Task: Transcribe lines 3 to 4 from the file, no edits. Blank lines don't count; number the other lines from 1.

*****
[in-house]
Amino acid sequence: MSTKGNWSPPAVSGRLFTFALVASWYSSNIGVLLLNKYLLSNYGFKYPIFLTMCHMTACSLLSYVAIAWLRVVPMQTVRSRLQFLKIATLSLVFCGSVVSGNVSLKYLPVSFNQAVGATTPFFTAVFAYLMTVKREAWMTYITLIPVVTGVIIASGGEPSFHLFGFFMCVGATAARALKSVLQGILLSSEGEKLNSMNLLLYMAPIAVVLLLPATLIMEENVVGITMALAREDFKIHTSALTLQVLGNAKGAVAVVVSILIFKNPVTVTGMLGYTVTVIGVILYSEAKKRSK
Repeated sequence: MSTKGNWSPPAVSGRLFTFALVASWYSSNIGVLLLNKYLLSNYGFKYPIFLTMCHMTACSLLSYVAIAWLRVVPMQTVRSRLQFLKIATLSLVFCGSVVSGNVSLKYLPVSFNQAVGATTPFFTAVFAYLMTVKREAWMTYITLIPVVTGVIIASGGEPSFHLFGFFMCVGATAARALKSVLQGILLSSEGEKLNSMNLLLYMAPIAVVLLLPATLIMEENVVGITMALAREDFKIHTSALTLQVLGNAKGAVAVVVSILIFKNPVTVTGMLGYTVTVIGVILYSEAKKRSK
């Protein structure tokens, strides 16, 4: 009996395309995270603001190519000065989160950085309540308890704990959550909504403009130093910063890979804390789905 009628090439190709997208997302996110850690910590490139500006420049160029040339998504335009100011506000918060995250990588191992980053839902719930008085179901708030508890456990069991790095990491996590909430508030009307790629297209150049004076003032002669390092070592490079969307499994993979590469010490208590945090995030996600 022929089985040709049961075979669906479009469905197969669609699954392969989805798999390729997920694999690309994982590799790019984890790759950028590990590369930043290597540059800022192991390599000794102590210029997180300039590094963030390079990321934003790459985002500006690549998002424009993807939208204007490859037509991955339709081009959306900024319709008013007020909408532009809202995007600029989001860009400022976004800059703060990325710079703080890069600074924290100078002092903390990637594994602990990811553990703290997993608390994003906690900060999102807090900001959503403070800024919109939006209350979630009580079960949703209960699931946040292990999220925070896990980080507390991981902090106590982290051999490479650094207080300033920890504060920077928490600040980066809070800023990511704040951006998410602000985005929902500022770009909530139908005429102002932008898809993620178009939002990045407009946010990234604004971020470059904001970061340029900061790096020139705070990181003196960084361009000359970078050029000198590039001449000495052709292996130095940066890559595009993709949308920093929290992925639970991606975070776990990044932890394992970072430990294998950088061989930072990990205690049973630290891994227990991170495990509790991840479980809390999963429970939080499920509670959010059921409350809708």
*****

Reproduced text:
Repeated sequence: MSTKGNWSPPAVSGRLFTFALVASWYSSNIGVLLLNKYLLSNYGFKYPIFLTMCHMTACSLLSYVAIAWLRVVPMQTVRSRLQFLKIATLSLVFCGSVVSGNVSLKYLPVSFNQAVGATTPFFTAVFAYLMTVKREAWMTYITLIPVVTGVIIASGGEPSFHLFGFFMCVGATAARALKSVLQGILLSSEGEKLNSMNLLLYMAPIAVVLLLPATLIMEENVVGITMALAREDFKIHTSALTLQVLGNAKGAVAVVVSILIFKNPVTVTGMLGYTVTVIGVILYSEAKKRSK
């Protein structure tokens, strides 16, 4: 009996395309995270603001190519000065989160950085309540308890704990959550909504403009130093910063890979804390789905 009628090439190709997208997302996110850690910590490139500006420049160029040339998504335009100011506000918060995250990588191992980053839902719930008085179901708030508890456990069991790095990491996590909430508030009307790629297209150049004076003032002669390092070592490079969307499994993979590469010490208590945090995030996600 022929089985040709049961075979669906479009469905197969669609699954392969989805798999390729997920694999690309994982590799790019984890790759950028590990590369930043290597540059800022192991390599000794102590210029997180300039590094963030390079990321934003790459985002500006690549998002424009993807939208204007490859037509991955339709081009959306900024319709008013007020909408532009809202995007600029989001860009400022976004800059703060990325710079703080890069600074924290100078002092903390990637594994602990990811553990703290997993608390994003906690900060999102807090900001959503403070800024919109939006209350979630009580079960949703209960699931946040292990999220925070896990980080507390991981902090106590982290051999490479650094207080300033920890504060920077928490600040980066809070800023990511704040951006998410602000985005929902500022770009909530139908005429102002932008898809993620178009939002990045407009946010990234604004971020470059904001970061340029900061790096020139705070990181003196960084361009000359970078050029000198590039001449000495052709292996130095940066890559595009993709949308920093929290992925639970991606975070776990990044932890394992970072430990294998950088061989930072990990205690049973630290891994227990991170495990509790991840479980809390999963429970939080499920509670959010059921409350809708």